Thursday, September 13, 2012

Murry S. King - Orlando Architect

I have been researching the life and work of Murry S. King (1870–1925) (often spelled "Murray") for the better part of a decade. King was Florida's first registered architect, a noted American architect with a successful practice in Orlando, Florida, in the 1910s and 1920s.

King was born on July 13, 1870 in East Deer Township,
Allegheny County, near Pittsburgh, Pennsylvania, the son of Robert and Mary King. His birthplace was within a mile or two of where we lived when we lived in Pittsburgh from 1987 to 1997. King moved to Orlando from Pennsylvania in 1904.

From offices in Rooms 22 and 23 of the Watkins Block in Orlando, King designed handsome, dignified buildings, primarily in the
Neo-Classical, Spanish Revival, Renaissance Revival and Prairie Style. King is noted for civic buildings of lasting elegance and beauty.

The best known of his designs is his last completed work, the stately Orange County Courthouse building which is now the headquarters of the
Orange County Regional History Center (1927). Constructed of variegated Indiana limestone from the Clear Creek Quarries of the Indiana Limestone Company, the completion of the building was supervised by Murry S. King's son, James B. King.

King was a charter member of the Florida State Association of Architects and served on the Florida State Board of Architecture. He was a member of the
American Institute of Architects.

King was the recognized leading architect among a group of architectural firms in Orlando in the 1920s. The others included:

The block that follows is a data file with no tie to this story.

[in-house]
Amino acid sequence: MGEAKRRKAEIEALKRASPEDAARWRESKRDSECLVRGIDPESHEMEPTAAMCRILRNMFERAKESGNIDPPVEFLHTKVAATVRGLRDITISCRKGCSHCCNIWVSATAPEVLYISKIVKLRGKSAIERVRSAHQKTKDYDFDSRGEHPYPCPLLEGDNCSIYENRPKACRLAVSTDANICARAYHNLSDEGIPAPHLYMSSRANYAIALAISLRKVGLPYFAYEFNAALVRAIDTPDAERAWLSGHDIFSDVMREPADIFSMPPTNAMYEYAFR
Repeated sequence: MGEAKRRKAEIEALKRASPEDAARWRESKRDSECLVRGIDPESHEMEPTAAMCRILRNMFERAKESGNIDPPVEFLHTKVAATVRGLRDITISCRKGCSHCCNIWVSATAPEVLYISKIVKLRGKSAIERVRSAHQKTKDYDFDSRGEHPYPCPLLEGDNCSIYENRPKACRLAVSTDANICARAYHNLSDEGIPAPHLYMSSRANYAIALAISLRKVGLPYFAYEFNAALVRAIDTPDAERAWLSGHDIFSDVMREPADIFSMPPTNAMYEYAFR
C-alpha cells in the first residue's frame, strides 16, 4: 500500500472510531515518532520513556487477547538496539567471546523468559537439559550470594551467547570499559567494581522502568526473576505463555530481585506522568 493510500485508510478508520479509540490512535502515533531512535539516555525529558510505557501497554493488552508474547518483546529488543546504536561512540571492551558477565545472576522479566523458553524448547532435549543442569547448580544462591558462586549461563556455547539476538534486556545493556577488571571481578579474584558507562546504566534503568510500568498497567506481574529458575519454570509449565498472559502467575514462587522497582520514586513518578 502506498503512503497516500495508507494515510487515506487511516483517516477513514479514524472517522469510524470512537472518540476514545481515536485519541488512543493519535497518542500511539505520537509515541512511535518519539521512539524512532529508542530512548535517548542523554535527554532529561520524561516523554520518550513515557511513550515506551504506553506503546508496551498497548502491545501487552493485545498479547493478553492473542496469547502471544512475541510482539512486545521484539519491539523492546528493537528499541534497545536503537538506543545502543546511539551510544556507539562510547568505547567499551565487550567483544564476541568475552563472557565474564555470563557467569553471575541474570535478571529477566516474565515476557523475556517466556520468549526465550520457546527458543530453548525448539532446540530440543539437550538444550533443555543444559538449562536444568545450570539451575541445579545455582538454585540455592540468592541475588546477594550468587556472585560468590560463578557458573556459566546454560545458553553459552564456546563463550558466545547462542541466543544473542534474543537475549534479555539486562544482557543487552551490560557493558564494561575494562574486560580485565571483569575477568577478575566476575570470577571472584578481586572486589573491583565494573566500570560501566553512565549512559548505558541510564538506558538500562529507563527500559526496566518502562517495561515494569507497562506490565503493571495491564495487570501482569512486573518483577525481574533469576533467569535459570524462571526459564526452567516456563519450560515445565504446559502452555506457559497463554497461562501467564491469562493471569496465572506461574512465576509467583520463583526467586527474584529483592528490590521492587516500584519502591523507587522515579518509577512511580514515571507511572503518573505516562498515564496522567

Frank L. Bodine, Fred E. Field, Frederick H. Trimble, David Hyer, George E. Krug, Howard M. Reynolds, Ryan and Roberts (Ida Annah Ryan and Isabel Roberts) and Percy P. Turner. This group of architects was quite intentional about creating in Central Florida a style of architecture that was suited to the region. Here is how they described it in an article from The Florida Circle of May 1924:

"Just as architects of old created styles to harmonize with their environment, so have the architects of Florida been creating, from native motifs, a style that is carefully adapted to the climatic conditions and surroundings of the state. This style has an individuality all its own and should have a fitting name to express its origins . . . The Florida Association of Architects will give a prize of $25.00 for the name selected." Submissions were to be sent to King; the contest was to conclude in November 1924 and the winning name announced thereafter.

In 1890 Murry S. King married Ruth Ann ("Anna") Riley Dible. Their children were: Leroy (1890), Florence (1893), James B. (1894), Murry Jr (1896), Merrit (1896), Edward (1901), and Pearl (1903), all of whom were born in Pennsylvania. His son, James B. King entered into his architectural practice in the mid-1920s.

Mr. King's first name appears both as "Murry" and "Murray" in contemporary sources and in Orlando histories. It is spelled "Murray" in contemporary references such as his own business listing in many issues of The Winter Park Post and Orlando telephone directories, as well as the excellent photograph and brief biographical sketch of "Murray S. King" available at the following:

However, a photograph of downtown Orlando with the sign outside his office, recently found by my friends, Orlando historians Joy Wallace Dickinson and Rick Kilby, shows the spelling as "Murry".

Murry S. King died in Orlando on Sep. 20, 1925. He is buried in Greenwood Cemetery, Orlando, Florida.

No comments: